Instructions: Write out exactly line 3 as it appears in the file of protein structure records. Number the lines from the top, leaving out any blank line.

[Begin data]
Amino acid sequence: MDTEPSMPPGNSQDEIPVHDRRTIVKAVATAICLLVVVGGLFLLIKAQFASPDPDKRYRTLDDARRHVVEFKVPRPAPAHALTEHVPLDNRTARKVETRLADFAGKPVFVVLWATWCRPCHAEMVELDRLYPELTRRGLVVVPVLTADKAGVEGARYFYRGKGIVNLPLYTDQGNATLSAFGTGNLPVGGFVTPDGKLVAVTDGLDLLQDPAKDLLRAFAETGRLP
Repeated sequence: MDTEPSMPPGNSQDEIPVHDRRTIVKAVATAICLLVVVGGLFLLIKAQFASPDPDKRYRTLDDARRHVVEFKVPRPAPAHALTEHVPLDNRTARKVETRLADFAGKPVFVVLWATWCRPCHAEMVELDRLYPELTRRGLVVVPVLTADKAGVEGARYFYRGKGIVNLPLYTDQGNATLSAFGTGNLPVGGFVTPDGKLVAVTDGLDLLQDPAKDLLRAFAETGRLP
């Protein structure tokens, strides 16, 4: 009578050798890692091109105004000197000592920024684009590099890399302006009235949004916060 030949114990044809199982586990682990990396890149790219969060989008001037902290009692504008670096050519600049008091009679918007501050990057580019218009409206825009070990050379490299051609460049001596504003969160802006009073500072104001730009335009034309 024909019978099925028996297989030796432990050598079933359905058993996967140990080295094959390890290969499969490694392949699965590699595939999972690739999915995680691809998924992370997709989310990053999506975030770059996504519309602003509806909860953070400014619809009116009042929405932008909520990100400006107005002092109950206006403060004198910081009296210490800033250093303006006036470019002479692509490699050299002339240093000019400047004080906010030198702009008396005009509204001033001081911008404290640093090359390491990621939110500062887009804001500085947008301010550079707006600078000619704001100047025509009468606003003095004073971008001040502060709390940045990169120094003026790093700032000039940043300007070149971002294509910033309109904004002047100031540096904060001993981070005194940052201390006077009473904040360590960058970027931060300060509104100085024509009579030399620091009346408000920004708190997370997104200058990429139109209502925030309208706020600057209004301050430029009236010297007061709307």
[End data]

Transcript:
């Protein structure tokens, strides 16, 4: 009578050798890692091109105004000197000592920024684009590099890399302006009235949004916060 030949114990044809199982586990682990990396890149790219969060989008001037902290009692504008670096050519600049008091009679918007501050990057580019218009409206825009070990050379490299051609460049001596504003969160802006009073500072104001730009335009034309 024909019978099925028996297989030796432990050598079933359905058993996967140990080295094959390890290969499969490694392949699965590699595939999972690739999915995680691809998924992370997709989310990053999506975030770059996504519309602003509806909860953070400014619809009116009042929405932008909520990100400006107005002092109950206006403060004198910081009296210490800033250093303006006036470019002479692509490699050299002339240093000019400047004080906010030198702009008396005009509204001033001081911008404290640093090359390491990621939110500062887009804001500085947008301010550079707006600078000619704001100047025509009468606003003095004073971008001040502060709390940045990169120094003026790093700032000039940043300007070149971002294509910033309109904004002047100031540096904060001993981070005194940052201390006077009473904040360590960058970027931060300060509104100085024509009579030399620091009346408000920004708190997370997104200058990429139109209502925030309208706020600057209004301050430029009236010297007061709307």